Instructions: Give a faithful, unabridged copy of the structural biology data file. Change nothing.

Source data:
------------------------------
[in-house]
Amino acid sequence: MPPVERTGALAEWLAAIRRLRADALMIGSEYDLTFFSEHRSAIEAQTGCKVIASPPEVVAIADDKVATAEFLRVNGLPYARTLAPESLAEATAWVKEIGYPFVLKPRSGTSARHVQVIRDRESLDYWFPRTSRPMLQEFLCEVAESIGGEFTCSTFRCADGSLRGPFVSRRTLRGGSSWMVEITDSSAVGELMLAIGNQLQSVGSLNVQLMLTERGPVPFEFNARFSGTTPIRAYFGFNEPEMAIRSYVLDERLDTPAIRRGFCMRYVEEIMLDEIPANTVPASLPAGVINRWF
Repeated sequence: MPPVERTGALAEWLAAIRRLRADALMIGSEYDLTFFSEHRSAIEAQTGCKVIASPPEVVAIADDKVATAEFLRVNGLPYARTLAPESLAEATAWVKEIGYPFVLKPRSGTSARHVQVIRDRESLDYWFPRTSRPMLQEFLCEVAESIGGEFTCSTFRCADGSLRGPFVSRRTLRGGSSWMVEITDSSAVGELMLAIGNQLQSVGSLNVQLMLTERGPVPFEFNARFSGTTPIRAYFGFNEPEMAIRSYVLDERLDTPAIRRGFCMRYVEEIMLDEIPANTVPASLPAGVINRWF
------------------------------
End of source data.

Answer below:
[in-house]
Amino acid sequence: MPPVERTGALAEWLAAIRRLRADALMIGSEYDLTFFSEHRSAIEAQTGCKVIASPPEVVAIADDKVATAEFLRVNGLPYARTLAPESLAEATAWVKEIGYPFVLKPRSGTSARHVQVIRDRESLDYWFPRTSRPMLQEFLCEVAESIGGEFTCSTFRCADGSLRGPFVSRRTLRGGSSWMVEITDSSAVGELMLAIGNQLQSVGSLNVQLMLTERGPVPFEFNARFSGTTPIRAYFGFNEPEMAIRSYVLDERLDTPAIRRGFCMRYVEEIMLDEIPANTVPASLPAGVINRWF
Repeated sequence: MPPVERTGALAEWLAAIRRLRADALMIGSEYDLTFFSEHRSAIEAQTGCKVIASPPEVVAIADDKVATAEFLRVNGLPYARTLAPESLAEATAWVKEIGYPFVLKPRSGTSARHVQVIRDRESLDYWFPRTSRPMLQEFLCEVAESIGGEFTCSTFRCADGSLRGPFVSRRTLRGGSSWMVEITDSSAVGELMLAIGNQLQSVGSLNVQLMLTERGPVPFEFNARFSGTTPIRAYFGFNEPEMAIRSYVLDERLDTPAIRRGFCMRYVEEIMLDEIPANTVPASLPAGVINRWF